Single File Sequences
All parameters related to an automated test script are now stored in the sequence file. This simplifies sequence management and updating as only a single .SQC file is needed, even where multiple files are used in a sequence. Parameters are also now localized to the test sequence, to eliminate the risk of accidentally changing other sequences while editing. These changes benefit all users, particularly those who share sequences between systems and facilities.
Relative File Paths
File path controls in a sequence step can now be set relative to the folder path of the sequence itself. This is useful when sharing sequences with other SoundCheck users and locations, as it makes it easy to move the sequence and all of its related files (recalled DAT files, WAV file stimuli, etc.) from one place to another. The relative path can even include sub-folders.
New Offline Setting
The new offline setting for SoundCheck enables users to open, process, and view data without loading a test sequence. This minimizes the risk of accidentally editing test scripts. In this mode, virtual instruments such as the signal generator, multimeter etc. can also be used. This is especially useful to customers who view data on a regular basis, for example, development engineers who run a series of experiments and then post-process the data or production engineers who need to view large sets of data from the factory.
Several features have been added to the statistics step, mostly in the offline mode. A new Histogram option enables numerical results data from a batch of products to be plotted on a histogram and a bell curve fitted. This is valuable for analysis of production line data, for example plotting a histogram of the sensitivity of a batch of loudspeakers. A new axis selector on the best/worst fit to average and histogram functions enables user-selection of the axis on which statistical analysis is performed, for example phase or magnitude. Usability has also been improved; the data selection list is now separated into curves and values, and within each category items are ordered according to the user’s memory list preference (sequence order or alphabetical order). The display name for the statistical data that is output to the memory list is also user-customizable.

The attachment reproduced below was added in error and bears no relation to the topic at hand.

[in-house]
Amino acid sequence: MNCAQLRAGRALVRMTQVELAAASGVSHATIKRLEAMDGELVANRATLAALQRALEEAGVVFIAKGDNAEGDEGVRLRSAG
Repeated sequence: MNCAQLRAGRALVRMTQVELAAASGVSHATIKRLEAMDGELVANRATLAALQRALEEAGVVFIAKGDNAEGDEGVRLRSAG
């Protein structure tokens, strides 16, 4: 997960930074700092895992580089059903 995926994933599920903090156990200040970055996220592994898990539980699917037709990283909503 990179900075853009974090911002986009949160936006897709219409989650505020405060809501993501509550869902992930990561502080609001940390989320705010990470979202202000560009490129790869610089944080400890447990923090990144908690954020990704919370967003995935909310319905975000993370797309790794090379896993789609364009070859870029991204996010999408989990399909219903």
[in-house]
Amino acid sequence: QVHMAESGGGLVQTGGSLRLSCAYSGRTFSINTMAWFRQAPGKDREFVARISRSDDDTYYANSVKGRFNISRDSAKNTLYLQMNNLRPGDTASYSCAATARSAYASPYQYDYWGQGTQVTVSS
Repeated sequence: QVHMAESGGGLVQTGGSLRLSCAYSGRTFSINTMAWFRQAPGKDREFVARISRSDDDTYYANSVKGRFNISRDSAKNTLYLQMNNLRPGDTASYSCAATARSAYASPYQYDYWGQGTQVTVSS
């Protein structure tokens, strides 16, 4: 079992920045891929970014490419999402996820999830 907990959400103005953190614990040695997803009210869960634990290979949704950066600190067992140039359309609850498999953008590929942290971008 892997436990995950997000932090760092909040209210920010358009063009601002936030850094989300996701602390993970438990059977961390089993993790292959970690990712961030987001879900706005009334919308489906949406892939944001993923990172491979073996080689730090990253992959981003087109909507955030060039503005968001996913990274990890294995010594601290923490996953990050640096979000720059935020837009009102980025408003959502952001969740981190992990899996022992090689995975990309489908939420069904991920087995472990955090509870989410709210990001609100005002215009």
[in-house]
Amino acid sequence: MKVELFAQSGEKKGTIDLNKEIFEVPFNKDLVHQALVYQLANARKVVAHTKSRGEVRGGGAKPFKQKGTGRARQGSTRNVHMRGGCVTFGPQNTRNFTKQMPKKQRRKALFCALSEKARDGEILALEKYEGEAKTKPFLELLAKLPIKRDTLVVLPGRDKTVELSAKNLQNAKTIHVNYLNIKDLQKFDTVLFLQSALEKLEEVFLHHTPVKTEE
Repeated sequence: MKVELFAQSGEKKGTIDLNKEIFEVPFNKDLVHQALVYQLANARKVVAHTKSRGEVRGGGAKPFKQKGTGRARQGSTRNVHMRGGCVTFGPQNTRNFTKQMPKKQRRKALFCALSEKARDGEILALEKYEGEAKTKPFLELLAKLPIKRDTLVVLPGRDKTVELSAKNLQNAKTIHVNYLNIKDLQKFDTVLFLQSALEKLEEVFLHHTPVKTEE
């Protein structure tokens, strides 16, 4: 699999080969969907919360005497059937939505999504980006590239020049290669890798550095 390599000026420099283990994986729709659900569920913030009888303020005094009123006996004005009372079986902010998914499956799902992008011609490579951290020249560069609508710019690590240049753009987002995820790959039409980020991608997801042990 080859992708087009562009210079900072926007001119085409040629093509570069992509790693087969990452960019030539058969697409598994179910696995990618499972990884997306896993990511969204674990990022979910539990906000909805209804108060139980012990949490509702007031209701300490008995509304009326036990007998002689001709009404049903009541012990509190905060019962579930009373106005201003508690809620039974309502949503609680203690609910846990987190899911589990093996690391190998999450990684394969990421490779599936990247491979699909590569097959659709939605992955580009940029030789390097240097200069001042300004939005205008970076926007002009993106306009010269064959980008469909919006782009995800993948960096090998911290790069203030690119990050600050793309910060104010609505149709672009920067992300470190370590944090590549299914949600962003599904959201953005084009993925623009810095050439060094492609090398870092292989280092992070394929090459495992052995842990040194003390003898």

SoundMap Fully Integrated
The SoundMap application for time frequency analysis is now integrated into SoundCheck as an offline processing option with the ability to directly access waveforms from the memory list. Customers who have purchased SoundMap as a stand-alone application will have this module added to their status.dat files, which will unlock the feature in SoundCheck.
Upgrade and Setup Wizard
A new upgrade and setup wizard makes it faster to set up a new system or upgrade from a previous version. For new users, it offers tools to assist with hardware setup and inputting appropriate settings. For upgrading users, it simplifies the process of bringing over preferences, hardware and calibration settings, and sequences from an older version.
Save 24-bit WAV Files
When saving WAV files from the memory list or via autosave the user can now choose the bit depth for the file, including 8, 16, and 24 bits.
SoundCheck 11.1 expands on the new features and functionality introduced in version 11.0 with expanded batch processing capability and full integration of the CLEAR algorithm into SoundCheck ONE. It offers increased flexibility with additional save to WAV file options and signal generator synchronization, and usability improvements such as mass export and hardware and calibration table enhancements.
Batch Processing in Limits and Post Processing
Batch processing (introduced in the analysis step in SoundCheck 11.0) is now also available in limits and post processing. In the limits step, this simplifies sequence writing for multi-channel testing as only one step is required to set limits on multiple channels rather than it being necessary to have a separate step per channel. In post-processing, it enables the user to process large data sets quickly offline. This saves time as hundreds of data sets can be processed in one operation instead of having to do each individually. This is useful for engineers who need to look at large quantities of production data and tweak the limits to see the effect on yield, or when it is necessary to change the resolution of many curves. When carrying out post-processing operations on a group of curves, this feature also enables you to be sure that you are applying an identical post-
processing operation on all of them.
New Save to WAV file Options
SoundCheck 11.1 offers new scaling options when saving to WAV file. In addition to normalized waveforms you can now also select ‘sound card values’ which scales the WAV file to the full scale deflection of the audio interface digital level, and ‘user defined’ which scales the waveform relative to a user defined physical unit. Both these new options make it simple to return the measurement back to the physical unit. This is a welcome feature for advanced users who sometimes wish to export data for customized mathematical analysis using other tools such as MatLab™.
CLEAR Algorithm in SoundCheck ONE